California governor gently confronts Trump on climate

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President Donald Trump listens as California Gov. Gavin Newsom speaks during a briefing at Sacramento McClellan Airport, in McClellan Park, Calif., Monday, Sept. 14, 2020, on the western wildfires. (AP Photo/Andrew Harnik)

SACRAMENTO, Calif. – California Gov. Gavin Newsom had President Donald Trump one-on-one on live TV Monday, a perfect opportunity to spar with Democrats' public enemy No. 1 just 50 days before the election.

But Newsom dropped the fiery tone he has employed in recent weeks about climate change and its role in five of the largest fires California has ever seen. Instead, he engaged the president in a respectful conversation that included both men hailing their good relationship.

Just last week, Newsom declared he had “no patience for climate-change deniers," saying people must “disabuse ourselves of all the BS that's being spewed by a very small group of people.” On Monday, Newsom told Trump they “can agree to disagree" on climate change and asked him to “please respect ... the difference of opinion out here.”

“We've known each other too long and, as you suggest, the working relationship I value,” Newsom told Trump during a meeting at McClellan Park, a former Air Force base near Sacramento. “We come from a perspective, humbly, where we submit the science is in and observed evidence is self-evident that climate change is real."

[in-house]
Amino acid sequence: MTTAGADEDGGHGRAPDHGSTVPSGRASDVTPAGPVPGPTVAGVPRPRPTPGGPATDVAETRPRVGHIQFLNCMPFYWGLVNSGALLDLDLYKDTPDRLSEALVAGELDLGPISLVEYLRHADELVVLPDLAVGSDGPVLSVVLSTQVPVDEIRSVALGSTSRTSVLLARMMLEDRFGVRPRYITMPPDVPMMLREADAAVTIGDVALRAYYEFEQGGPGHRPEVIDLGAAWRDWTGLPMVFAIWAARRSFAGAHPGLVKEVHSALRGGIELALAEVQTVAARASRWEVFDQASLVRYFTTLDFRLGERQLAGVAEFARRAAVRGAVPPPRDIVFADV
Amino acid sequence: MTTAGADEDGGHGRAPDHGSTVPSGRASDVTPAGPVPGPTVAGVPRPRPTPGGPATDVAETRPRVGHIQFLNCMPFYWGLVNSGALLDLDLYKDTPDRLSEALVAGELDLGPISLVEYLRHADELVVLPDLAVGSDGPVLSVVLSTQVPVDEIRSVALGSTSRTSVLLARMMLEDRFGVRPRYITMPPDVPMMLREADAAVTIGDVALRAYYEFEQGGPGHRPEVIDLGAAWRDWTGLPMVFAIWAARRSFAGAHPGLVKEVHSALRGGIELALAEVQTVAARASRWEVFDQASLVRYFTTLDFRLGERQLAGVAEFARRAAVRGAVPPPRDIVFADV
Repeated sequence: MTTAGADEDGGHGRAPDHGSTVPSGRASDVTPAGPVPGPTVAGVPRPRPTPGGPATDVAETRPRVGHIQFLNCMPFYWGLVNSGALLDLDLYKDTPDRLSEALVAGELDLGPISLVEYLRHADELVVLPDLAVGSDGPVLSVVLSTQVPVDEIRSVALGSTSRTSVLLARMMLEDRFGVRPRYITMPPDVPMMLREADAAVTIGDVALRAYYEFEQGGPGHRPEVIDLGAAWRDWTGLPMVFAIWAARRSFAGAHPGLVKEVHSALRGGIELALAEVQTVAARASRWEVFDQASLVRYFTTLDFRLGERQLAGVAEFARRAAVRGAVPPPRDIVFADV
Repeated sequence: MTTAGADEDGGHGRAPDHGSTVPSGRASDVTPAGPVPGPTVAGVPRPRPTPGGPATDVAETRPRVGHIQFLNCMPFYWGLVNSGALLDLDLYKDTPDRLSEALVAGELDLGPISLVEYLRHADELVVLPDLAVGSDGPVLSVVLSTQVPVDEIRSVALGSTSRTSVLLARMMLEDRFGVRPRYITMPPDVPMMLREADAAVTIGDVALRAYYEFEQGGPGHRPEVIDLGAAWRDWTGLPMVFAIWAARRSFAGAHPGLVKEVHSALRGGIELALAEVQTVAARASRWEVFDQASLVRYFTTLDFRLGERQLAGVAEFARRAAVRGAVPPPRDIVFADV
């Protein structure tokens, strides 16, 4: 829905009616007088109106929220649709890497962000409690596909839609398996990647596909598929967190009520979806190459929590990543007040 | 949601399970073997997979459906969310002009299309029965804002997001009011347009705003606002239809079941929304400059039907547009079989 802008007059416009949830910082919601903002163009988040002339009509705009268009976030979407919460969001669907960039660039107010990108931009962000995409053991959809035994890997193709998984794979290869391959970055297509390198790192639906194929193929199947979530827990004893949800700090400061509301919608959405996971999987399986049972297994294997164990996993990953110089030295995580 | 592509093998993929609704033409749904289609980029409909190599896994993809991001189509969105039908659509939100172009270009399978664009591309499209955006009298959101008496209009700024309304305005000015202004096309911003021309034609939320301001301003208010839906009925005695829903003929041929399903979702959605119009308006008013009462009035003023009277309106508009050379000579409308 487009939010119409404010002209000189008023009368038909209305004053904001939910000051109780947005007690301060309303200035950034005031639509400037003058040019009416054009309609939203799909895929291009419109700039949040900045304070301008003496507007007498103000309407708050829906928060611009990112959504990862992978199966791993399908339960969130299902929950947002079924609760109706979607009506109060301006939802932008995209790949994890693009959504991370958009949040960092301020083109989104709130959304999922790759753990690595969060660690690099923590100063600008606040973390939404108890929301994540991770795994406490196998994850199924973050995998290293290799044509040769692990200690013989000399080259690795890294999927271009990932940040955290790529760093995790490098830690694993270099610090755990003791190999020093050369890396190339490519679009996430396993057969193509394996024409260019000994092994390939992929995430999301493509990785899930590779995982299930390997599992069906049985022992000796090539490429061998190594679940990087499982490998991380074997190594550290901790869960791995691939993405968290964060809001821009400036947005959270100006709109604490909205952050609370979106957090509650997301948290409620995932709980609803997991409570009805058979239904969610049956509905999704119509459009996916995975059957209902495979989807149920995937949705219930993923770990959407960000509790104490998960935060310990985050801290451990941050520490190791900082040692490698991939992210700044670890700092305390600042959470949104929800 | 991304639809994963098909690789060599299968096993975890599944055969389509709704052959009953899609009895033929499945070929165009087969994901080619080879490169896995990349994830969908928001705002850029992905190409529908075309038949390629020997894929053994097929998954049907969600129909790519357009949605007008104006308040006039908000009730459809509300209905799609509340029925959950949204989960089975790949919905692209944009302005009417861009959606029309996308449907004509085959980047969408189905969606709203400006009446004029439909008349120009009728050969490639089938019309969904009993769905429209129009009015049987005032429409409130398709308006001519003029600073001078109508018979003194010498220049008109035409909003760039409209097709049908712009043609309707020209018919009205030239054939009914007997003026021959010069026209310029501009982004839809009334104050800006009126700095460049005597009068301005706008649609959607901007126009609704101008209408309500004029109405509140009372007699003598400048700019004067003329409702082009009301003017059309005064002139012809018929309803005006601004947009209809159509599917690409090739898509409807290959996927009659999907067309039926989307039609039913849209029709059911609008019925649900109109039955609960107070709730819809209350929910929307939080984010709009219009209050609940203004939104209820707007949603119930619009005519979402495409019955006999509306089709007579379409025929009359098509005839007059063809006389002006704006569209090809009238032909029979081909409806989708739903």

Trump and Newsom have butted heads repeatedly during both men's first terms in office. Last year, Newsom was fond of saying that he was proud California is “the most un-Trump state in America.” And in February, during Trump's previous visit to the state, the president told a group of California farmers he would pressure Newsom to give them more water or else “you're going to get a new governor.”

But Newsom has been noticeably reluctant to criticize Trump publicly since the start of the coronavirus pandemic, as California has relied heavily on aid from the federal government to respond to the crisis and balance its budget. That has continued during wildfire season, when the state has applied for and received federal grants to fight massive fires that have so far burned more than 3.2 million acres.

Newsom even thanks Trump during his weekly news conferences — comments that have ended up in some of Trump's political ads.

“We actually have a very good relationship. Good man,” Trump said of Newsom on Monday.